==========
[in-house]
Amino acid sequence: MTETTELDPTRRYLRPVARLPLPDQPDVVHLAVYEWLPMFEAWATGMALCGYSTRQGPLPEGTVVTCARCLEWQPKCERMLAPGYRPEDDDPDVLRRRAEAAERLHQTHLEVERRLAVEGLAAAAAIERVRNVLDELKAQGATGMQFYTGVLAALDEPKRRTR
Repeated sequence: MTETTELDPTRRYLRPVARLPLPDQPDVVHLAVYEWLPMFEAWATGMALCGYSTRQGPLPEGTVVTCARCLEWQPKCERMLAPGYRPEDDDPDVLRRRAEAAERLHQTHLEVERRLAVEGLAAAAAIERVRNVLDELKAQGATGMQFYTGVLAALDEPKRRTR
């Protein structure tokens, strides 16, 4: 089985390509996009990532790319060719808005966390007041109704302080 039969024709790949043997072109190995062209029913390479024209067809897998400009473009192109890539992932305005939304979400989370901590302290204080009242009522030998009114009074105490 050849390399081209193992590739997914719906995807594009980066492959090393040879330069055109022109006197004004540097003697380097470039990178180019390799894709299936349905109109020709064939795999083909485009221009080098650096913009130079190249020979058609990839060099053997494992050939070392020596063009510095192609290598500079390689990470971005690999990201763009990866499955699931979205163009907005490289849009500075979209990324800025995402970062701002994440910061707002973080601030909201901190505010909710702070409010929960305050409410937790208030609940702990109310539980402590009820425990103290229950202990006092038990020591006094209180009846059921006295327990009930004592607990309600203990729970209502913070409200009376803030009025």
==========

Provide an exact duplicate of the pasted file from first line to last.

[in-house]
Amino acid sequence: MTETTELDPTRRYLRPVARLPLPDQPDVVHLAVYEWLPMFEAWATGMALCGYSTRQGPLPEGTVVTCARCLEWQPKCERMLAPGYRPEDDDPDVLRRRAEAAERLHQTHLEVERRLAVEGLAAAAAIERVRNVLDELKAQGATGMQFYTGVLAALDEPKRRTR
Repeated sequence: MTETTELDPTRRYLRPVARLPLPDQPDVVHLAVYEWLPMFEAWATGMALCGYSTRQGPLPEGTVVTCARCLEWQPKCERMLAPGYRPEDDDPDVLRRRAEAAERLHQTHLEVERRLAVEGLAAAAAIERVRNVLDELKAQGATGMQFYTGVLAALDEPKRRTR
């Protein structure tokens, strides 16, 4: 089985390509996009990532790319060719808005966390007041109704302080 039969024709790949043997072109190995062209029913390479024209067809897998400009473009192109890539992932305005939304979400989370901590302290204080009242009522030998009114009074105490 050849390399081209193992590739997914719906995807594009980066492959090393040879330069055109022109006197004004540097003697380097470039990178180019390799894709299936349905109109020709064939795999083909485009221009080098650096913009130079190249020979058609990839060099053997494992050939070392020596063009510095192609290598500079390689990470971005690999990201763009990866499955699931979205163009907005490289849009500075979209990324800025995402970062701002994440910061707002973080601030909201901190505010909710702070409010929960305050409410937790208030609940702990109310539980402590009820425990103290229950202990006092038990020591006094209180009846059921006295327990009930004592607990309600203990729970209502913070409200009376803030009025």